Goodwill Industries Week

Like most folks, I like a good bargain. Plus, I like recycling stuff. Those are reasons I donate to and shop at thrift stores. In Norfolk, Nebraska, the one I like best is the Goodwill Store. The brand name is not the main reason for this preference; it’s the staff and management of the store. This is reason enough for my loyalty.

Last year, the Goodwill name became tarnished after media reports that alleged the charity had a management structure that favored regional managers over charitable works. There was a public outcry about some regional managers pulling in six-figure salaries as opposed to reports about employees in some stores earning less than minimum wage.

In response a nationwide decline in donations and shoppers hit many stores severely. Longtime, loyal patrons, myself included, pondered whether or not to continue donating and shopping at Goodwill. I decided to continue mainly because of who works at the local store and how well they have been treated over the years.

Many of the clerks at the store are more than passing acquaintances. A few of them, including the store manager have become friends. The staff/management relationship is on par with that of traditional retail stores, perhaps better.

Nearly every time I visit the store, the manager goes out of her way to greet me and exchange small talk. This past winter I missed several normal shopping days because of weather and car repair issues. The staff said they worried over my absence.

Anyway, this past week has been Goodwill Industries Week so I wanted to contribute my two-cents worth about the organization. The Goodwill members are independent entities in the U.S. and 23 other countries. Each member operates their own regional retail stores and employment programs. Two years ago, Charity Watch rated Goodwill Industries with an “A”.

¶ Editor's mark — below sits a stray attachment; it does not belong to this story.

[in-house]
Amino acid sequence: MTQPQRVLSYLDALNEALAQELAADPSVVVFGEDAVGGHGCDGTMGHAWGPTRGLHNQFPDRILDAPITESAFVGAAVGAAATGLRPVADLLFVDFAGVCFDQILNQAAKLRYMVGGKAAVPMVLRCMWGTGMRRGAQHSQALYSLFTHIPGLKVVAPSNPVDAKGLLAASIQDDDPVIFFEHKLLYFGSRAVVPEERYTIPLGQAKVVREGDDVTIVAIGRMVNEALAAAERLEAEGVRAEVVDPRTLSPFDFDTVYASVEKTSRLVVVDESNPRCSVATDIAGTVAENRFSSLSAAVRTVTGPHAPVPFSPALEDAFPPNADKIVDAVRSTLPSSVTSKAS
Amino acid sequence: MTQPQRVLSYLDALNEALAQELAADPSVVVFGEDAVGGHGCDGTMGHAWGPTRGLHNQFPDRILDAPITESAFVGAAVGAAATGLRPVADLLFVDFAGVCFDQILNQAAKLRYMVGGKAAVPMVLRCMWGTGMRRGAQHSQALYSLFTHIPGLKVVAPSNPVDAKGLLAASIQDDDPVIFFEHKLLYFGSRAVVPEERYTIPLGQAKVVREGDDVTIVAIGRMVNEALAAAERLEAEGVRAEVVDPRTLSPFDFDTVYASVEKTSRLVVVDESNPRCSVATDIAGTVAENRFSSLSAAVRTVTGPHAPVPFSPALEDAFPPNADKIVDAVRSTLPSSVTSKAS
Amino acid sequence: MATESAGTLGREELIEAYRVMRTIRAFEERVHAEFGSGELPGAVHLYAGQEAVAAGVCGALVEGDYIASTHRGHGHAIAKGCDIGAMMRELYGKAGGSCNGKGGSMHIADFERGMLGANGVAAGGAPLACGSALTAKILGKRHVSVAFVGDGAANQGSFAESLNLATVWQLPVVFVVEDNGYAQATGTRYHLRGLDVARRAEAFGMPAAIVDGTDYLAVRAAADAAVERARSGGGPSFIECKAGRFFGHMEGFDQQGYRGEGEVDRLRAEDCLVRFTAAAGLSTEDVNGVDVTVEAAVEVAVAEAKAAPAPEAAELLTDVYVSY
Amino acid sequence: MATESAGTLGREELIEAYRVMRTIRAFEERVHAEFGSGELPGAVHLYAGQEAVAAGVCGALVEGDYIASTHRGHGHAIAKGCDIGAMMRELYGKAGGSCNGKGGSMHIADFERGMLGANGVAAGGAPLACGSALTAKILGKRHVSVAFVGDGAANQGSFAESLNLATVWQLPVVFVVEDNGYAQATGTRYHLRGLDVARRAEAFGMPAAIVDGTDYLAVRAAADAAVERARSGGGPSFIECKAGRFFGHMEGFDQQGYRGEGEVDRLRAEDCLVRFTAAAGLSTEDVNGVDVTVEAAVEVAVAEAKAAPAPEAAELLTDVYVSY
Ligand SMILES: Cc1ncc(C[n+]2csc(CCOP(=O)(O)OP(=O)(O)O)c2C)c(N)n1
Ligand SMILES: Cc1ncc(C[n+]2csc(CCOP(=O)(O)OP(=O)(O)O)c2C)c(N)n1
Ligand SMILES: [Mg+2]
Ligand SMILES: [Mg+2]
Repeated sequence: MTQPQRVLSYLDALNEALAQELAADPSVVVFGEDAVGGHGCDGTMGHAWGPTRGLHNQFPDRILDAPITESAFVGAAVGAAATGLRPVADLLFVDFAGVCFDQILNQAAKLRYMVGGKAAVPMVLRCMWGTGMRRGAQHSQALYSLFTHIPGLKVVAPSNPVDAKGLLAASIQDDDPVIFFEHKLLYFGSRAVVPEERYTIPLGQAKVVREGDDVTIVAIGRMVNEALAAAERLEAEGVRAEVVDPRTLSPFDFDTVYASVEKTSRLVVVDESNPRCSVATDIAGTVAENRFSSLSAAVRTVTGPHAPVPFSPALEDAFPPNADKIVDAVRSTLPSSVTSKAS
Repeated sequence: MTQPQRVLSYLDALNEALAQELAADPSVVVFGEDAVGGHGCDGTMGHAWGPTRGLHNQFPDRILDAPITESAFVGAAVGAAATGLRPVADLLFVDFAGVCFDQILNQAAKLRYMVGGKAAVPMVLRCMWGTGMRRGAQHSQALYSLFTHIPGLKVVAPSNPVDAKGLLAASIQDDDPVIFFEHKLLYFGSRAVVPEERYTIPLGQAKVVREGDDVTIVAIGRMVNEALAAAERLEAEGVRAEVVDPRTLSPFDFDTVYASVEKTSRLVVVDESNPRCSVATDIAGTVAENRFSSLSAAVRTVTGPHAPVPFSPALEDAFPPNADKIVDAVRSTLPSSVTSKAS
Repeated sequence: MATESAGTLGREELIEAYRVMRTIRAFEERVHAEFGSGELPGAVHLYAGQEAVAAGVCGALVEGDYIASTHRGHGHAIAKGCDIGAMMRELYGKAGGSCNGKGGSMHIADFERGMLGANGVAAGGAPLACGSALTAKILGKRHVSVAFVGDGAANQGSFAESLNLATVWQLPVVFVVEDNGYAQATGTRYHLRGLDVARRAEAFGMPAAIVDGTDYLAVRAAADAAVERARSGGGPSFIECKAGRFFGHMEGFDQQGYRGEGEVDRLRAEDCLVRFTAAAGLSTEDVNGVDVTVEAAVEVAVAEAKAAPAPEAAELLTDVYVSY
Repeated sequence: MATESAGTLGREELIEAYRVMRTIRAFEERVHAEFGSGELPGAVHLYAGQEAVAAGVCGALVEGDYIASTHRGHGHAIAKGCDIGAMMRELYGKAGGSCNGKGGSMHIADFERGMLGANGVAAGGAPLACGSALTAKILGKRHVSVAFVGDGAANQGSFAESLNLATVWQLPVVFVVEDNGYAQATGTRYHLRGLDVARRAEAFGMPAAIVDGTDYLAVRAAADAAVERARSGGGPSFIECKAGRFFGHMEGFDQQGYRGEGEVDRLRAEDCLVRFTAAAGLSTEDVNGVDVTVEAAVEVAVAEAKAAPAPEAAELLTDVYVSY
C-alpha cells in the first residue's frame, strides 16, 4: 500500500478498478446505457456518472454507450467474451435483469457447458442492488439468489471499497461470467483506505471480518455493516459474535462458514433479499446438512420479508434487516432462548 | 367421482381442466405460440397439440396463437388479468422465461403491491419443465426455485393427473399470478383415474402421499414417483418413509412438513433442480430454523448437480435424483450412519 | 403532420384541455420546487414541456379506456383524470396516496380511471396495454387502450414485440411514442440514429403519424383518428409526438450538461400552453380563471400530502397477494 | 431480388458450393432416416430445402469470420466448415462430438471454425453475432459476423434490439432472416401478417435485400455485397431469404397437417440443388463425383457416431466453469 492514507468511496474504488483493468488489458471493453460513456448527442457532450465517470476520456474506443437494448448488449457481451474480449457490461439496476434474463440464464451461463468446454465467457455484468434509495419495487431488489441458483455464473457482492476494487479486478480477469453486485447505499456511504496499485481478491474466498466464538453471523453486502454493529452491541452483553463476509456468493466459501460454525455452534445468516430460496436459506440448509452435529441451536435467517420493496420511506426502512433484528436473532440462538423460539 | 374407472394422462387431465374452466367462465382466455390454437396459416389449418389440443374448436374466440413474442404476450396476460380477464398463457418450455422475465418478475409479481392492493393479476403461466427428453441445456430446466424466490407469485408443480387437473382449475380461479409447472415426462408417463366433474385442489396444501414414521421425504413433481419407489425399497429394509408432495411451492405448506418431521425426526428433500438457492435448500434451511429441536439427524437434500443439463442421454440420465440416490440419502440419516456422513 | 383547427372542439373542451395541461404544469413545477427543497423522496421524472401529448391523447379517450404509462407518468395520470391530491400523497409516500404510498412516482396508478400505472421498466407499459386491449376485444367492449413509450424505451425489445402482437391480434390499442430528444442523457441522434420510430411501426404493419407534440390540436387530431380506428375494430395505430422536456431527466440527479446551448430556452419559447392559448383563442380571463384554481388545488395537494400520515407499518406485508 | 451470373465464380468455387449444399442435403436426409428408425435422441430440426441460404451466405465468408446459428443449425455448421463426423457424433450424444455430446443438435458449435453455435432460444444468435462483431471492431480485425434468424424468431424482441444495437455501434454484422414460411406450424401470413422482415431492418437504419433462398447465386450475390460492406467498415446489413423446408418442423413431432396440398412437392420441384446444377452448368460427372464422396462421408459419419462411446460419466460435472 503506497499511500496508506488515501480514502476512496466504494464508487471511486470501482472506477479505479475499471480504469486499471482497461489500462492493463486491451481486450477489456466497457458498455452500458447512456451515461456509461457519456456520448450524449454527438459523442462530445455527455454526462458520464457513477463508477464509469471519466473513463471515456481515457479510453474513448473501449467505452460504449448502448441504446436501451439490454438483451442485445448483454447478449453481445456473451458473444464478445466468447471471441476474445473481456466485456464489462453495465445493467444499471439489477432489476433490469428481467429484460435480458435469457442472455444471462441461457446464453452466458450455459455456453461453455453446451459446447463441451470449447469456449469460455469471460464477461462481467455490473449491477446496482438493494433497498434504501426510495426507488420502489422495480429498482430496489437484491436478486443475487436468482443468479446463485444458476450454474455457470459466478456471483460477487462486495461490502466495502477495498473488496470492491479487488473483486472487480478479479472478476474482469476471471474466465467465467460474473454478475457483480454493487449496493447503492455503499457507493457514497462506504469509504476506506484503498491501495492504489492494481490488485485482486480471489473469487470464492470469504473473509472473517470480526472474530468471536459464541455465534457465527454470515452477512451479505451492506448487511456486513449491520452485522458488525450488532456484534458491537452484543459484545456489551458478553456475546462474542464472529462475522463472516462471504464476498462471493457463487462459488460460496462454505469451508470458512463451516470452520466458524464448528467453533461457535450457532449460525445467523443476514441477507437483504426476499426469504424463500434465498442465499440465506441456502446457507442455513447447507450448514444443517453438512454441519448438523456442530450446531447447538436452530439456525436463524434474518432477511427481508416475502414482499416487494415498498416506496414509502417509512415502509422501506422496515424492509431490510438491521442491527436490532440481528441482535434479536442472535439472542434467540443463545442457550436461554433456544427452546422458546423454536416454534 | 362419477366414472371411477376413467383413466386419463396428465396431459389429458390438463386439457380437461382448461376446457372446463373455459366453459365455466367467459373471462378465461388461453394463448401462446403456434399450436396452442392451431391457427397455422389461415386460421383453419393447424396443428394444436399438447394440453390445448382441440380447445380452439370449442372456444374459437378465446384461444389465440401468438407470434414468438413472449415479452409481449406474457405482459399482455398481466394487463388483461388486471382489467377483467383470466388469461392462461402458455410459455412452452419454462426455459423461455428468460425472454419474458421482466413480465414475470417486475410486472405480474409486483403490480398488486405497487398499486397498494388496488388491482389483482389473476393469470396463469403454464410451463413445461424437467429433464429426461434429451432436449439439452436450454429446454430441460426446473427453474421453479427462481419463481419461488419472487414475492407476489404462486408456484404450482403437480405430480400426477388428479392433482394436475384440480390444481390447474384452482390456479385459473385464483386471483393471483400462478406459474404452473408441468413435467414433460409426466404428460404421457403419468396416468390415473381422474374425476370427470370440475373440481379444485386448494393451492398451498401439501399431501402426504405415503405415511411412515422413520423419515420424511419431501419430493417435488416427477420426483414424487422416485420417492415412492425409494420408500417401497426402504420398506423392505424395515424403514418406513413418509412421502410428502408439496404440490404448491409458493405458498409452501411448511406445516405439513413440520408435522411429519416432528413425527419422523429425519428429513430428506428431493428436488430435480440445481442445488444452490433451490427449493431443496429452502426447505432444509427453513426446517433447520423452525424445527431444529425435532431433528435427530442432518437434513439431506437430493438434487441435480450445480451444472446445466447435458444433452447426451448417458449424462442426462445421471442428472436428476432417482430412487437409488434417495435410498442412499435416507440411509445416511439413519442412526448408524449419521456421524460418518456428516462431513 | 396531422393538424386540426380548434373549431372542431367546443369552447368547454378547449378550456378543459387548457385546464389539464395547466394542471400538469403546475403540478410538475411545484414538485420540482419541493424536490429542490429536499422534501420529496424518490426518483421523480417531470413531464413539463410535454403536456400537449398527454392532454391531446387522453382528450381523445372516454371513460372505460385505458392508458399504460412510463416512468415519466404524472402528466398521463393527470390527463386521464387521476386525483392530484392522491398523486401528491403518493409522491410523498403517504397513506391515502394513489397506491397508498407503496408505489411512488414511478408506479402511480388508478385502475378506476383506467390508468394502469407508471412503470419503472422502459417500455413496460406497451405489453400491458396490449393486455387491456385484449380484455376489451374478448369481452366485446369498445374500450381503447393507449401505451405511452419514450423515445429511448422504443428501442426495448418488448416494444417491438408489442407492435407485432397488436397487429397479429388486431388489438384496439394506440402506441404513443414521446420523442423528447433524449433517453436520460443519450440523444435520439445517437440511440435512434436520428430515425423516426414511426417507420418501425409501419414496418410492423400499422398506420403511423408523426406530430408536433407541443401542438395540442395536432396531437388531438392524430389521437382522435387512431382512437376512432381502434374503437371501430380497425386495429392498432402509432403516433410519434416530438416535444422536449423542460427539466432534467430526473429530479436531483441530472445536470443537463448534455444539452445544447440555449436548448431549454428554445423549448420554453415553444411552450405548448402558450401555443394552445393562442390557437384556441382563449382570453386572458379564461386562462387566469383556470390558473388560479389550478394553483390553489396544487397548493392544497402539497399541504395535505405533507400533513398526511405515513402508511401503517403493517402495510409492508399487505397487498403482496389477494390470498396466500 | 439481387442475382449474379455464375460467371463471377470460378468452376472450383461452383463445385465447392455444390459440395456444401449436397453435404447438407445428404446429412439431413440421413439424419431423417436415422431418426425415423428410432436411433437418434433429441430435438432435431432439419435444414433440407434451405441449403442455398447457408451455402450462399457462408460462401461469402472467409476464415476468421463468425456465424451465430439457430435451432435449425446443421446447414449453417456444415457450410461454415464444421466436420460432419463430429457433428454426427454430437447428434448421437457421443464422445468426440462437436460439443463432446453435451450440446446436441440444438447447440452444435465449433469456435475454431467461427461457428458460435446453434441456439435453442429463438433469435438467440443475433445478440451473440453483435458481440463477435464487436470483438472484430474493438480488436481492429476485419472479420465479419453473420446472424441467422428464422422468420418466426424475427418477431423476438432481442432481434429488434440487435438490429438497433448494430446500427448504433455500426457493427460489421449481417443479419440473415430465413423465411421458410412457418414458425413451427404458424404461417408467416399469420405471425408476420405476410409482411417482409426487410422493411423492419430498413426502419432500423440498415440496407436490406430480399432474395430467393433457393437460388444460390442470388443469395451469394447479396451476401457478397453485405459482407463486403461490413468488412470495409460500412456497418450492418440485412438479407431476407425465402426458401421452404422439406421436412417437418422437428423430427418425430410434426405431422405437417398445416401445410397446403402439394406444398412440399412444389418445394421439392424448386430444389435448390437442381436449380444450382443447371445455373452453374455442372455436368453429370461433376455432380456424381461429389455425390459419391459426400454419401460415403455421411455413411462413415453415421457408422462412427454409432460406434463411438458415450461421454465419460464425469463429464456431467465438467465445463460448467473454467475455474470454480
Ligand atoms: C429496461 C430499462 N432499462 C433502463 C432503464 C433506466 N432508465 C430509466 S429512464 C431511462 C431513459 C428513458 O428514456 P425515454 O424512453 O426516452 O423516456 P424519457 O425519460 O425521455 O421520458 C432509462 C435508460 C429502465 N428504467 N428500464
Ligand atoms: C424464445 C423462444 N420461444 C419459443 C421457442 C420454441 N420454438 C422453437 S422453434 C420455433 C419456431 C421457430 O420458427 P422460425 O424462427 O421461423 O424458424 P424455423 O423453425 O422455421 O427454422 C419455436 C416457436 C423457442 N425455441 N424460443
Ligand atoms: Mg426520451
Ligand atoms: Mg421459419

An important factor about Goodwill is that they consistently attract a loyal, enthusiastic following of regular customers. Many of these customers have become entrepreneurs by buying and re-selling merchandise on eBay, Etsy, and other venues.

Another reason many of us regular customers keep coming back is the feeling of participating in a treasure hunt. It’s hard to predict just what we’ll find at the Goodwill. Last month I couldn’t resist a “Sip and Sing” Karaoke mug with a built in microphone and speaker, powered by a 9-volt battery. Just this week, I scored a miniature pool table in like-new condition. Yesterday, I picked up a couple of very nice polo shirts, one of them still has the hang tags.

Back in 2010 a friend who lives in San Francisco told me about a temporary “Pop-Up” store in the Castro District of the city. It was a short-term partnership between the Transgender Economic Empowerment Initiative and Goodwill of San Francisco. After the LGBT “Pop-Up” closed a year later, the staff was transfered to other stores in San Francisco. Yes, I was impressed.

As far as we know, the global Goodwill organization is performing its managerial “house-cleaning” and reaffirming its main mission of acting as a public charity. Plus, the Goodwill Stores in our region have been community assets wherever they’re located.

The Blue Jay of Happiness quotes orator, poet, and priest George Herbert. “Be thrifty, but not covetous.”

About swabby429

An eclectic guy who likes to observe the world around him and comment about those observations.
This entry was posted in Controversy, cultural highlights, Hometown, Vintage Collectables and tagged , , , , . Bookmark the permalink.

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